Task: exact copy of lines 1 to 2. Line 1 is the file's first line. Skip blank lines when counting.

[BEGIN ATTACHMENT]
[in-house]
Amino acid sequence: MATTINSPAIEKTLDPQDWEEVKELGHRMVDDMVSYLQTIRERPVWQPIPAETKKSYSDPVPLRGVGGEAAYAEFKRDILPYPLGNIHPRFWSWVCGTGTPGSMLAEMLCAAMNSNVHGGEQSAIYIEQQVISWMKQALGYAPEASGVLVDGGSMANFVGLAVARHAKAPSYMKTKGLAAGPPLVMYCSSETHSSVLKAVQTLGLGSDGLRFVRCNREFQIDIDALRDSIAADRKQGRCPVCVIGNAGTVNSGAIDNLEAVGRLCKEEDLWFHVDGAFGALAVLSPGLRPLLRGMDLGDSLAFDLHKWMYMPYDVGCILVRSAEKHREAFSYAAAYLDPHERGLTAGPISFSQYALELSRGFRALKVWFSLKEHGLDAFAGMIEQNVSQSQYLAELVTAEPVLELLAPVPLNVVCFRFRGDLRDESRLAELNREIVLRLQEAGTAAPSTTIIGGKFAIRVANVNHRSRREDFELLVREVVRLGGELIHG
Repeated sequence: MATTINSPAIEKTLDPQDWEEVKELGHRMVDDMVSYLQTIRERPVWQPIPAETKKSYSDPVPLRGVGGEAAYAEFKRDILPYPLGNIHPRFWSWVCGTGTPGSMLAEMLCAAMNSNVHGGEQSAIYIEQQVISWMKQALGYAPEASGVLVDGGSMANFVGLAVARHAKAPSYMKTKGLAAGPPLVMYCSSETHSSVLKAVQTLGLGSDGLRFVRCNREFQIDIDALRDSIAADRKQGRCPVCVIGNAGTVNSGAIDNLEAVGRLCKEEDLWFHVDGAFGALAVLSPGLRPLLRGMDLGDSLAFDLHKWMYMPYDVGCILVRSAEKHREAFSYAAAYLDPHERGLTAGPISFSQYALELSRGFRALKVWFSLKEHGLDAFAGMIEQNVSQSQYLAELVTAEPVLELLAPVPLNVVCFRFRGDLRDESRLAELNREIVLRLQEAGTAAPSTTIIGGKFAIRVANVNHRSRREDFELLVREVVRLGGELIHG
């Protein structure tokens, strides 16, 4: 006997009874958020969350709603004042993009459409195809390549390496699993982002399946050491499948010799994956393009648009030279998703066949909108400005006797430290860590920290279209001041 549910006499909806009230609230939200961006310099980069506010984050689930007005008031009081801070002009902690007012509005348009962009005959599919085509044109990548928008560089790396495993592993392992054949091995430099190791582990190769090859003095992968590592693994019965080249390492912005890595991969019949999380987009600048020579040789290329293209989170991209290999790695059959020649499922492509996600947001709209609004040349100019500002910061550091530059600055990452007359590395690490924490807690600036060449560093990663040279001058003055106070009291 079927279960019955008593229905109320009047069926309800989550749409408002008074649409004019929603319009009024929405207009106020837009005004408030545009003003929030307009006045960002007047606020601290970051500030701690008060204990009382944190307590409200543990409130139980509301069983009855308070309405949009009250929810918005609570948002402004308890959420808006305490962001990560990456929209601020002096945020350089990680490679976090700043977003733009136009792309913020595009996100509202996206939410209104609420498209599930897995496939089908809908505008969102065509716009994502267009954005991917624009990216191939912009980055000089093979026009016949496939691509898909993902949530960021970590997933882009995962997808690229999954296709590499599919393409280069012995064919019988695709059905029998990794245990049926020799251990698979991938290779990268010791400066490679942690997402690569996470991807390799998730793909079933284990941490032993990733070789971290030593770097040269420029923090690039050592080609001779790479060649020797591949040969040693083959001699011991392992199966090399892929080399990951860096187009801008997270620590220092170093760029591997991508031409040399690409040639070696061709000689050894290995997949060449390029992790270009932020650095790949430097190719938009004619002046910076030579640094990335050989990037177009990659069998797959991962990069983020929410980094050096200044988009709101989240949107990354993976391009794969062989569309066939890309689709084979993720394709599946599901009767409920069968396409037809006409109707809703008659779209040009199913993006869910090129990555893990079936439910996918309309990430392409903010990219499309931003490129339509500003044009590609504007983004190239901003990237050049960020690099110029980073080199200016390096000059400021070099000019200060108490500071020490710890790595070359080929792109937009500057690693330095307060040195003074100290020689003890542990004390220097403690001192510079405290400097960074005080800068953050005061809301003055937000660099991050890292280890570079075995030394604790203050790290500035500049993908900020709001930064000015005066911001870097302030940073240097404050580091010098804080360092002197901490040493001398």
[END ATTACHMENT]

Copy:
[in-house]
Amino acid sequence: MATTINSPAIEKTLDPQDWEEVKELGHRMVDDMVSYLQTIRERPVWQPIPAETKKSYSDPVPLRGVGGEAAYAEFKRDILPYPLGNIHPRFWSWVCGTGTPGSMLAEMLCAAMNSNVHGGEQSAIYIEQQVISWMKQALGYAPEASGVLVDGGSMANFVGLAVARHAKAPSYMKTKGLAAGPPLVMYCSSETHSSVLKAVQTLGLGSDGLRFVRCNREFQIDIDALRDSIAADRKQGRCPVCVIGNAGTVNSGAIDNLEAVGRLCKEEDLWFHVDGAFGALAVLSPGLRPLLRGMDLGDSLAFDLHKWMYMPYDVGCILVRSAEKHREAFSYAAAYLDPHERGLTAGPISFSQYALELSRGFRALKVWFSLKEHGLDAFAGMIEQNVSQSQYLAELVTAEPVLELLAPVPLNVVCFRFRGDLRDESRLAELNREIVLRLQEAGTAAPSTTIIGGKFAIRVANVNHRSRREDFELLVREVVRLGGELIHG